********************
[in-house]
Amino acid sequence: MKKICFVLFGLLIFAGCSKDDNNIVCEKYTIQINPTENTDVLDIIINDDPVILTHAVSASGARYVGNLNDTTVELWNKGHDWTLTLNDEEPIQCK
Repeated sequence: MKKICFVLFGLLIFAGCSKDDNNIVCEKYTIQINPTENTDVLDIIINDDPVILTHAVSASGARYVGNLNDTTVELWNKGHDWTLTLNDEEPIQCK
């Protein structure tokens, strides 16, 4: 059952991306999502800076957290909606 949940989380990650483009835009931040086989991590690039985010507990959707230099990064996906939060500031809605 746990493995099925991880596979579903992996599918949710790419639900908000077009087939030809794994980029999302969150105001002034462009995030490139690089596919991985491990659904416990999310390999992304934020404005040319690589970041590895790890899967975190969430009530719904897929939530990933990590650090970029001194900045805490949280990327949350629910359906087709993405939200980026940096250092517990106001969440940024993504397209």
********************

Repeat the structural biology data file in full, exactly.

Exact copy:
[in-house]
Amino acid sequence: MKKICFVLFGLLIFAGCSKDDNNIVCEKYTIQINPTENTDVLDIIINDDPVILTHAVSASGARYVGNLNDTTVELWNKGHDWTLTLNDEEPIQCK
Repeated sequence: MKKICFVLFGLLIFAGCSKDDNNIVCEKYTIQINPTENTDVLDIIINDDPVILTHAVSASGARYVGNLNDTTVELWNKGHDWTLTLNDEEPIQCK
């Protein structure tokens, strides 16, 4: 059952991306999502800076957290909606 949940989380990650483009835009931040086989991590690039985010507990959707230099990064996906939060500031809605 746990493995099925991880596979579903992996599918949710790419639900908000077009087939030809794994980029999302969150105001002034462009995030490139690089596919991985491990659904416990999310390999992304934020404005040319690589970041590895790890899967975190969430009530719904897929939530990933990590650090970029001194900045805490949280990327949350629910359906087709993405939200980026940096250092517990106001969440940024993504397209």